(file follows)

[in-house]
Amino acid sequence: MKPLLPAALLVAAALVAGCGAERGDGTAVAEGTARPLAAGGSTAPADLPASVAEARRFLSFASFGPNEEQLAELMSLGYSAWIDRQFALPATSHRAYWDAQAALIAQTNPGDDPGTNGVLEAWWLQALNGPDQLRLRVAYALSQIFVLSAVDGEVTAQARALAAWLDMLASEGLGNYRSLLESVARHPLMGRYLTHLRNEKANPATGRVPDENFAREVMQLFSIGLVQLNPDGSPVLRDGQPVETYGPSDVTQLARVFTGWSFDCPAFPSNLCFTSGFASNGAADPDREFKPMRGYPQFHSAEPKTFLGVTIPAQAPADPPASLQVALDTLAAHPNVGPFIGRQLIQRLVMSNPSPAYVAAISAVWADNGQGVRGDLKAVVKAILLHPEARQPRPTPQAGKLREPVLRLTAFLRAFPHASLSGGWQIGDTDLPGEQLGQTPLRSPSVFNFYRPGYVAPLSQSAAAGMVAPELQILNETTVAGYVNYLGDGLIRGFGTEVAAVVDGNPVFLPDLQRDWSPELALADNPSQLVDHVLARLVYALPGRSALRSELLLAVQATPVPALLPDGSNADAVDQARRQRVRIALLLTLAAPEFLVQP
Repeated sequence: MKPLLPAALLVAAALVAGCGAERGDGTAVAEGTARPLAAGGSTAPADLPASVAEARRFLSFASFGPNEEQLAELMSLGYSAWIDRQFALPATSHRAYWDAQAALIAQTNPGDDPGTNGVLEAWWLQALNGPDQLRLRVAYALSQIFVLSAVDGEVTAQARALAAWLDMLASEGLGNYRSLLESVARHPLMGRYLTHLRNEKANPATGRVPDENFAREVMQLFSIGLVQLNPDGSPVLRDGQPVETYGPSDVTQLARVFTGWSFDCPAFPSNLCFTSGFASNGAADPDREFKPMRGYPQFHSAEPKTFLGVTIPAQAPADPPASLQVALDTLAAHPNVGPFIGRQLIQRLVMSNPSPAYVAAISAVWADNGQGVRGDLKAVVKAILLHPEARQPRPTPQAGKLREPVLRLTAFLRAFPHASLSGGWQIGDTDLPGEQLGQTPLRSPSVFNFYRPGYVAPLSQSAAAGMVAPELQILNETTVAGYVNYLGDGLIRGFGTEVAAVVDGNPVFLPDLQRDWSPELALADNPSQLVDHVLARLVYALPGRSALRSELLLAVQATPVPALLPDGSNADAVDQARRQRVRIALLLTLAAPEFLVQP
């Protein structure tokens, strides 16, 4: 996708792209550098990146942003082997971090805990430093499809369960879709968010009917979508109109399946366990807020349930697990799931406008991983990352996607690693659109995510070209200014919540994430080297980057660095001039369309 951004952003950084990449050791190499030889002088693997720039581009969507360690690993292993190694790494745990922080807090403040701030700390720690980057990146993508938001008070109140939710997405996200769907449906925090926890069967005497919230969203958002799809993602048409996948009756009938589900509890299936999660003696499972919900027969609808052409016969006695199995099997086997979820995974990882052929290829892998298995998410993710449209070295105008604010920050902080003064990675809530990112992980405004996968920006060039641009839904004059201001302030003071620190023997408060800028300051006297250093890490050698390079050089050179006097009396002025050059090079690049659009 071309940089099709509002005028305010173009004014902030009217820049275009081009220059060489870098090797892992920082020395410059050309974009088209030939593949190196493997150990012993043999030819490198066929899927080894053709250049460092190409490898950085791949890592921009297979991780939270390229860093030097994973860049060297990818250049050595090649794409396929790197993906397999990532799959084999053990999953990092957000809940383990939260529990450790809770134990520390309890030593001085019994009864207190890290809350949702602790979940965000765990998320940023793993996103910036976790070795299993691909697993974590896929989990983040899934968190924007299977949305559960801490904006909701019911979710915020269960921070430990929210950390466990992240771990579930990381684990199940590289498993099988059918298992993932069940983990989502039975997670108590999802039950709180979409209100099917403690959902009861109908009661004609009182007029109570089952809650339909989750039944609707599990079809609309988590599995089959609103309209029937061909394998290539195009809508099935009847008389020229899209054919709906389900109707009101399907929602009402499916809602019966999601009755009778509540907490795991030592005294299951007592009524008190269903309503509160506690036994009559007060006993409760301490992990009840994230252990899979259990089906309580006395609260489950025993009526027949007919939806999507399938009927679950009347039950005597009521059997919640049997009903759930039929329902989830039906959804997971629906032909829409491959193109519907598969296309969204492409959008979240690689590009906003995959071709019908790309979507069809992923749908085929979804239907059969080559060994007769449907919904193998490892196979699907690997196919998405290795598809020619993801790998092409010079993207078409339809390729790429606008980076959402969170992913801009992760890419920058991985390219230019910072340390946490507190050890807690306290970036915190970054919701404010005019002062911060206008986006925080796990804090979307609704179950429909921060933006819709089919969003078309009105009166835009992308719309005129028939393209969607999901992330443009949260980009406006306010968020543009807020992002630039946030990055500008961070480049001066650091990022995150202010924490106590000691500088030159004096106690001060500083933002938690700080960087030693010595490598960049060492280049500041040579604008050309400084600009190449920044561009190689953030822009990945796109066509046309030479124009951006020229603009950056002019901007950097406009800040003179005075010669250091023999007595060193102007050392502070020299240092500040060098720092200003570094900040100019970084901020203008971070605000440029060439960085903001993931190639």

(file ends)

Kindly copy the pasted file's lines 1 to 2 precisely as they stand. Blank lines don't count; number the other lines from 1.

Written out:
[in-house]
Amino acid sequence: MKPLLPAALLVAAALVAGCGAERGDGTAVAEGTARPLAAGGSTAPADLPASVAEARRFLSFASFGPNEEQLAELMSLGYSAWIDRQFALPATSHRAYWDAQAALIAQTNPGDDPGTNGVLEAWWLQALNGPDQLRLRVAYALSQIFVLSAVDGEVTAQARALAAWLDMLASEGLGNYRSLLESVARHPLMGRYLTHLRNEKANPATGRVPDENFAREVMQLFSIGLVQLNPDGSPVLRDGQPVETYGPSDVTQLARVFTGWSFDCPAFPSNLCFTSGFASNGAADPDREFKPMRGYPQFHSAEPKTFLGVTIPAQAPADPPASLQVALDTLAAHPNVGPFIGRQLIQRLVMSNPSPAYVAAISAVWADNGQGVRGDLKAVVKAILLHPEARQPRPTPQAGKLREPVLRLTAFLRAFPHASLSGGWQIGDTDLPGEQLGQTPLRSPSVFNFYRPGYVAPLSQSAAAGMVAPELQILNETTVAGYVNYLGDGLIRGFGTEVAAVVDGNPVFLPDLQRDWSPELALADNPSQLVDHVLARLVYALPGRSALRSELLLAVQATPVPALLPDGSNADAVDQARRQRVRIALLLTLAAPEFLVQP